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Tony Grist

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Putting Some Thoughts In Order [Oct. 27th, 2014|12:17 pm]
Tony Grist
If you think the universe is so much dead matter you'll consider it an amazing fluke that self-reflective life has emerged on planet Earth.

If, on the other hand, you think the universe- down to its tiniest constituent parts- is a living thing you'll expect to find life everywhere- and everywhere developing in the direction of self-aware intelligence.

Brian Cox- TV's newest science bod- is a dead universe man. Or seems to be. (I'll allow he may have been misrepresented in the press) He is reported as saying (in a programme I'm not bothering to watch because I can see I won't agree with it) that we could be the only civilisation in the galaxy.

Cox's position represents scientific orthodoxy as it exists in the year 2014. It's based not on scientific evidence but on a philosophical premise or presupposition.  Dead universe, living universe: Neither thesis is- scientifically speaking- any more respectable than the other.

At present the evidence simply doesn't exist to prove either case. I have my prejudices and can call up evidence which I know my opponents will dismiss out of hand ( Near Death experiences? just the last ditch convulsions of the dying brain.) so I'm not keen to get into arguments.

But I've very few doubts. Ask me how I can be so sure and I'll say because I'm sure. How annoying of me.

I am not, by the way, arguing for the esistence of God. God- as far as I'm concerned- is a distraction, a mistake- the artefact of minds accustomed to think in hierarchical terms. The universe isn't a concern that needs to be created and then bossed about but an endless unfolding. Think fractals. Think depth not height.

[User Picture]From: xiphias
2014-10-27 02:11 pm (UTC)
I'm not arguing for either position right now, but, if I were to make an argument about "we're the only civilization in the galaxy", I think I'd be basing it on the idea that "civilizations don't last all that long, all things considered." Obviously, it depends on what you call "civilization". If we say that "civilization" started with the Neolithic revolution, then we're saying that civilization started 10,000 years ago, more or less. Let's say that we're still babies -- let's say that we're still only 10% through the way of human civilization.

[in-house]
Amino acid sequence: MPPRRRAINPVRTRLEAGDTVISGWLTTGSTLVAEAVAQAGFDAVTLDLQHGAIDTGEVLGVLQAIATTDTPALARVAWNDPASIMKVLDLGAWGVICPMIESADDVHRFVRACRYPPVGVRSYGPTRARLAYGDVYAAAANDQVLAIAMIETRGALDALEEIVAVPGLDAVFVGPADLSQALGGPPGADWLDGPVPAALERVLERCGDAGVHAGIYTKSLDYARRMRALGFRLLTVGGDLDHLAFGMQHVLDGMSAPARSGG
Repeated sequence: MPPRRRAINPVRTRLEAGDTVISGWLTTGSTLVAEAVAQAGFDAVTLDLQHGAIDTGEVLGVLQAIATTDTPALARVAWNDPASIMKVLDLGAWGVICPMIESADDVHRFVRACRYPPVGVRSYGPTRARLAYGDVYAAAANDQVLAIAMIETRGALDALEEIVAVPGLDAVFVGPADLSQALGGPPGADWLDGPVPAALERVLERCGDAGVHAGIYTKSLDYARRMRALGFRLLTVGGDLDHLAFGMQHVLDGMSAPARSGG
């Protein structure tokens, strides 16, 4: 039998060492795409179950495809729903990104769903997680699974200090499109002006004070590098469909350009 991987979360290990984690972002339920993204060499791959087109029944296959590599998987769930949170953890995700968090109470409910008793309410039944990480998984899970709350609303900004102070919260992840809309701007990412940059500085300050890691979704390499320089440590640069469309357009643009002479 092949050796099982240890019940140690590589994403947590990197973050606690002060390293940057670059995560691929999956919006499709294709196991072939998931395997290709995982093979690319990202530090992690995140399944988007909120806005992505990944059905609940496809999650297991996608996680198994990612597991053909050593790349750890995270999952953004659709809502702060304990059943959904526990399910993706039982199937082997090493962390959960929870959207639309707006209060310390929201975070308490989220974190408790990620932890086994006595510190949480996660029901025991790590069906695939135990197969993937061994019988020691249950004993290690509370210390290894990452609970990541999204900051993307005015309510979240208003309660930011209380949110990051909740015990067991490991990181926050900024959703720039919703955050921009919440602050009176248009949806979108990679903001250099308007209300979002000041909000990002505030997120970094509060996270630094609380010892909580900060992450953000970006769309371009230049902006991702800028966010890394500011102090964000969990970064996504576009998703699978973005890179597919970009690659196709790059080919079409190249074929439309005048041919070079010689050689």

That would mean that human civilization would last 100,000 years. If civilization on a planet lasts 100,000 years, then that's just a tiny, tiny blip in the history of a planet.

Of coursed, that could be terribly pessimistic. Maybe, once you have civilization, it just goes on and on forever, which would completely change things.

Or maybe humans will last for another 30 million years (let's say that "humans" starts with homo habilis, about 3 million years ago, and, again, we're only now 10% through). Still, is 30 million years all that long?

Or maybe, after humans die off, another creature will evolve and have another civilization. So that would make the statistics a lot better. Maybe there will always be some sort of civilization on Earth from now on, even if it's not always humans. Maybe there are LOTS of civilizations out there, because there are lots of stars about the same age as ours, and there are lots of planets where something similar to on our planet happened, and so there are tons of places where things started to become people three million years ago, and started to have civilizations ten thousand years ago, or a hundred thousand years ago.